state of permanent, or plastic, strain. However the mechanism of plastic
behaviour is not the same for all classes of materials and it is necessary to
consider the various materials groups separately. Metals, in general, are
characterized by possessing high elastic modulus values, and also the ability to
be strained m a plastic manner. Some metals will begin to deform plastically at

very low values of stress and will yield to a very considerable extent before
fracture occurs. The failure of material varies according to several factors. There
are many type of failure of material which includes foreign object damage (FOD),
fatigue failure, corrosion, creep failure and many more. [4] Despite from that the
most common failures are creep failure, fatigue failure and corrosion of the
material.
Creep failure happens usually occurs at elevated temperatures since slip
in the lattice structure is easier at this temperature. Even in designing the steam
and gas turbines the material for the rotor and stator turbine blade are carefully
chosen to minimize the creep failure. It would be catastrophic if the rapidly
rotating blades of the rotor touched the stator blades due to dimensional change
through creep. Creep can be easily defined as gradual extension of a material
under a constant applied load. Creep is an important factor when designing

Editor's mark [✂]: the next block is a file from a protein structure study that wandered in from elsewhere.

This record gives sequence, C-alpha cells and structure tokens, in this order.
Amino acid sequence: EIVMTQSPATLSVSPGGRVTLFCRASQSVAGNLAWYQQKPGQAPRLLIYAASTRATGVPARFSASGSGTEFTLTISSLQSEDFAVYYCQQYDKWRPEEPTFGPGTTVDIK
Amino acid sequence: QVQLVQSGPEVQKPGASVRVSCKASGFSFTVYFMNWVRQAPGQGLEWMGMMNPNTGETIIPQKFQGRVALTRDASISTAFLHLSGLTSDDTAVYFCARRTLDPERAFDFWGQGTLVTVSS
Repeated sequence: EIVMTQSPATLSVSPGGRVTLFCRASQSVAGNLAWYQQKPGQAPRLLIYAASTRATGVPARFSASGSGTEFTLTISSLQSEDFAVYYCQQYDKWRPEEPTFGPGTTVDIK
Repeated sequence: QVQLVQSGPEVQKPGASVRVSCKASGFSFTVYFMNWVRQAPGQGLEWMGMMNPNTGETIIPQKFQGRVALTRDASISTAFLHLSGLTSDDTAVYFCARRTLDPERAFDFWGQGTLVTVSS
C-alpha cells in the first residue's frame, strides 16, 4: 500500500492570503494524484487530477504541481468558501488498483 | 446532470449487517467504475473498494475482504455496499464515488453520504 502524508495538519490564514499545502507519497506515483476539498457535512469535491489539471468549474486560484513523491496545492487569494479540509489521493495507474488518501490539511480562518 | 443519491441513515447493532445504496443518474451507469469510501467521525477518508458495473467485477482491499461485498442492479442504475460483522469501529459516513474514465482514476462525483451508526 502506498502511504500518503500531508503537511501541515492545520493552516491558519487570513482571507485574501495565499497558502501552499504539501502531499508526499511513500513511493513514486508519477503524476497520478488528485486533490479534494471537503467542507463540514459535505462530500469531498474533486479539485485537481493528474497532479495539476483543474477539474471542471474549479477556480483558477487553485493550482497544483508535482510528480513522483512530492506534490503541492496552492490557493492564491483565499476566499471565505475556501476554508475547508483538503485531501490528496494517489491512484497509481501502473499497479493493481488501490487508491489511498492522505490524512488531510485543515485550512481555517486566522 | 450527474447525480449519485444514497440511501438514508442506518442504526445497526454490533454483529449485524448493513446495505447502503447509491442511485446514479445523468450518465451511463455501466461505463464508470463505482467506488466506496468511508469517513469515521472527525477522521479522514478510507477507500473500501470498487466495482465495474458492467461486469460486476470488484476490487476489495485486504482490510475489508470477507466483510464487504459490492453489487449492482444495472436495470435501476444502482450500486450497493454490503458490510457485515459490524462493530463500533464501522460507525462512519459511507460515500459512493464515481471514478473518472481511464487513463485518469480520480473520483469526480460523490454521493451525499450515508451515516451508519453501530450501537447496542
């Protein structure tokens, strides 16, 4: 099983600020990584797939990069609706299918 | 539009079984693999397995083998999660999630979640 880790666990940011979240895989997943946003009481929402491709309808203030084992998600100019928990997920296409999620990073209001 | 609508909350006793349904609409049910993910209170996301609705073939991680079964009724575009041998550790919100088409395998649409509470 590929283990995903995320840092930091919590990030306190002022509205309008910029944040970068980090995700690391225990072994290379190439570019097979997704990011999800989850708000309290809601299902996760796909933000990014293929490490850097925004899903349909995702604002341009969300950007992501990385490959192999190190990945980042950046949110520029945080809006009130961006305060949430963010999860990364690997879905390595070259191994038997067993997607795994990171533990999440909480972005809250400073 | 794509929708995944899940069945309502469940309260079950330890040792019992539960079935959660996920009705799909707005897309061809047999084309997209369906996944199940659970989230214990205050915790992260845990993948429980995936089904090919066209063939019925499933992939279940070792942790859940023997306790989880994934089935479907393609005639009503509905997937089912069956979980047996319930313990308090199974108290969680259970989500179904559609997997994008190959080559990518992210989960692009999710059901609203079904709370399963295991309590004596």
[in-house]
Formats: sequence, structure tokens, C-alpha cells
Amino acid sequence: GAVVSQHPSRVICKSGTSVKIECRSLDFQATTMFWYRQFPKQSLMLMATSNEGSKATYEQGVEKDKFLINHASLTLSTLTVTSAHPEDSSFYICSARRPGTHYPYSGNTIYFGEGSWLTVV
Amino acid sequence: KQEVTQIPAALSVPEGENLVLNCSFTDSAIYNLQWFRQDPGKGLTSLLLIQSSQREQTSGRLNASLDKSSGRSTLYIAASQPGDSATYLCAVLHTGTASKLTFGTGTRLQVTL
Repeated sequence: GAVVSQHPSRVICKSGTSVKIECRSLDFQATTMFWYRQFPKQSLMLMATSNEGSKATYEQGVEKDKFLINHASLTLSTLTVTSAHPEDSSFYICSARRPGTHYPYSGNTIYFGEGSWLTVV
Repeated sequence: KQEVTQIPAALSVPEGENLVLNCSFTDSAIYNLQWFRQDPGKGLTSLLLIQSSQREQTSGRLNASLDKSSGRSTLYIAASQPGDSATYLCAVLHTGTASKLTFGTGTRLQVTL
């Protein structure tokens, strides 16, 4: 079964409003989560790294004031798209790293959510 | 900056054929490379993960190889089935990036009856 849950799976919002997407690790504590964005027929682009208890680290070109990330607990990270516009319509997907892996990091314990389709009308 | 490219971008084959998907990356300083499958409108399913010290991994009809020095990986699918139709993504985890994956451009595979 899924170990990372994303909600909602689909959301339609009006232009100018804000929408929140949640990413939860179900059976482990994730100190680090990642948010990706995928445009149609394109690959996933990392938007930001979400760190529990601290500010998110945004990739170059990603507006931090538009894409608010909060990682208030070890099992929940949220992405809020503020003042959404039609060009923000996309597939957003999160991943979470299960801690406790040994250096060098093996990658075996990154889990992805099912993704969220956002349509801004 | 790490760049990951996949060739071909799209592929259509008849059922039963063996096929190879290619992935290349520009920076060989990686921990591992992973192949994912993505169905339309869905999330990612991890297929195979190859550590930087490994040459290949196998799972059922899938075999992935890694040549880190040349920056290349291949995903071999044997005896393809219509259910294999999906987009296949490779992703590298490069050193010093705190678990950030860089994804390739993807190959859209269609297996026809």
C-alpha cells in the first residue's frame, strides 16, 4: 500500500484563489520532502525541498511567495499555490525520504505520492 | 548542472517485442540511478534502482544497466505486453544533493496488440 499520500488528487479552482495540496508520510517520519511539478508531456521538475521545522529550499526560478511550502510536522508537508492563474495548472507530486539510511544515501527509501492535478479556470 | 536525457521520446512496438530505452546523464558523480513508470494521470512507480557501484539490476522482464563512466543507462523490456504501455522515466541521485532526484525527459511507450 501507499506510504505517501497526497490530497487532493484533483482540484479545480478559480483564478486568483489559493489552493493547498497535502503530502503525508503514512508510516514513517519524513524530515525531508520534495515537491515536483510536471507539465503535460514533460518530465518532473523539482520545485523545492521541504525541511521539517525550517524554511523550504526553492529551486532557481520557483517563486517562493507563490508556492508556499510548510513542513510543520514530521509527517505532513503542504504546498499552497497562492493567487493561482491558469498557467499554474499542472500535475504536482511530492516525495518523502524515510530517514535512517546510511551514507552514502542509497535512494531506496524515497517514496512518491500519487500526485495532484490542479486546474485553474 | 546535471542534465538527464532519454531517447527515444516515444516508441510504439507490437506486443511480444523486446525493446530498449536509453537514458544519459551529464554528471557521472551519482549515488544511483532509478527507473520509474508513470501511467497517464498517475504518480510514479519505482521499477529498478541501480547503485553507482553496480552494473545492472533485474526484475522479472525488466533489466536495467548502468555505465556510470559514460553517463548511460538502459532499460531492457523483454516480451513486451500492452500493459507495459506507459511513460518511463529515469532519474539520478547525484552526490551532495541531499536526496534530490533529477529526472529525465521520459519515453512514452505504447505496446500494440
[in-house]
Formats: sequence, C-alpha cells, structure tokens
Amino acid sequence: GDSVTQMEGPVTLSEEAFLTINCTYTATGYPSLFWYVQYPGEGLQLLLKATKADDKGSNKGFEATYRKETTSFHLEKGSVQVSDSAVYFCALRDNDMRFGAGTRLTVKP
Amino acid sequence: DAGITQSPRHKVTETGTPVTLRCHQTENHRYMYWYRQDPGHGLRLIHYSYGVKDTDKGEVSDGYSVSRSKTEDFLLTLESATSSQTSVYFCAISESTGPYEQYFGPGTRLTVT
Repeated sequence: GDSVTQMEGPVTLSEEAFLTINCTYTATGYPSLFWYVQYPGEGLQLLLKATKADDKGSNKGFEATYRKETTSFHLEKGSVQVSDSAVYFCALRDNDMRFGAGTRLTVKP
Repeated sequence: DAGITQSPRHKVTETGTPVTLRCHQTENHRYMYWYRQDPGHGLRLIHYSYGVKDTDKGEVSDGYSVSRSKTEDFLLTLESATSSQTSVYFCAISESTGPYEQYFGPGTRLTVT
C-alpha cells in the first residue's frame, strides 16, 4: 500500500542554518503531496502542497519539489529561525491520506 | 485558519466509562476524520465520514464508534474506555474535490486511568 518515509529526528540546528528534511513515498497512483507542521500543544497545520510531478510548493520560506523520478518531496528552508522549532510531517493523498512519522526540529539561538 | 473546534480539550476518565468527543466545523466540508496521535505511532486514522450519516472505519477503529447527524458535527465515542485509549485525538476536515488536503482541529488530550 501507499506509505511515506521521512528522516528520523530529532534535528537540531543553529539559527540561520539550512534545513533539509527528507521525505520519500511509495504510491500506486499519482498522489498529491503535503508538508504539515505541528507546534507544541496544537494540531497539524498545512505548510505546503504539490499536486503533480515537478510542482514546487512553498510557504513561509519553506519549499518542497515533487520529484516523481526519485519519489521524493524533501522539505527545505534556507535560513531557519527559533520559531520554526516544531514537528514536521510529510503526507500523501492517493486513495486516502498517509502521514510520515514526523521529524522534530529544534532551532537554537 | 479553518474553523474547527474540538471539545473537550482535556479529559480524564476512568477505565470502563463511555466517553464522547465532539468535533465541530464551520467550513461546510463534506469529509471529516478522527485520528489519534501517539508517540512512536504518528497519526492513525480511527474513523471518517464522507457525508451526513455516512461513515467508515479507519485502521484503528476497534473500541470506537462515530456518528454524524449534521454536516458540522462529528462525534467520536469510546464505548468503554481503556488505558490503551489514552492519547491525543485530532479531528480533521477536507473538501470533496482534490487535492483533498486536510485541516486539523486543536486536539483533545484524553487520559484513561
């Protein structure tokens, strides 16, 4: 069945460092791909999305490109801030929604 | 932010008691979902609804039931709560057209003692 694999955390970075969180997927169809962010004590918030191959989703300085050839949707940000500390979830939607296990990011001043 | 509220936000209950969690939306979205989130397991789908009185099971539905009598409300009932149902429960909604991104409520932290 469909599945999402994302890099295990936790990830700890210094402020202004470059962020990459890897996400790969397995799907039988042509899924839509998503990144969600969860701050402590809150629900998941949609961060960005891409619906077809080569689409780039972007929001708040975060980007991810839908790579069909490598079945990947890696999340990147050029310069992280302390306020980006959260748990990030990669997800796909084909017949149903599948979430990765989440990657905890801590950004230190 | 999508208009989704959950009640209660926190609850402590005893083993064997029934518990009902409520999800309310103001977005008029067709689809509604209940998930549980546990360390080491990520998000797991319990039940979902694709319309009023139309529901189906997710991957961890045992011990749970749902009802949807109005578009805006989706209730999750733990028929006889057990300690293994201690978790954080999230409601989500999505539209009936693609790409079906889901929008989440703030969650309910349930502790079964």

metals when they are required to work continuously at high temperatures. The
phenomena of the creep failure are shown below:

Figure 2.2 Creep Curve [5]

The Primary Creep or the 1st stage creep are fairly rapid rate but slows
down as work hardening (strain hardening) sets in and the strain rate decreases.
The extension due to creep is additional to the instantaneous elongation of
material to be expected when any tensile load is applied. During the secondary
creep period, the increase in strain is approximately proportional to time. At this
stage the strain rate is constant and at its lowest value. During the tertiary creep
period of creep, the strain rate increases rapidly, necking occurs and the test
piece fails. Thus the initial stress, which was within the elastic range and did not
produce early failure, did eventually result in failure after some period of time.
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More than 75 % of failures in engineering components are attributed to


fatigue failure, thus knowledge of fatigue to be implemented when designing the
product is very important [6]. Fatigue failure happens when the material
subjected to a stress which is alternately applied and removed a very large
number of times, or which varies between two limiting values, will fracture at a
very much lower value of stress than in a normal tensile test. The fatigue crack
which ultimately causes fatigue failure usually starts at a point of stress
concentration. The detail on the fatigue failure phenomena will be discussed in
the next section.
Corrosion is another type of common failure in metals. Choosing the right
material is important in design consideration. Thee environment aspects needs
to be included since the availability of oxygen in the environment may initiate
oxidation which than leads to corrosion. In order to avoid corrosion to take place,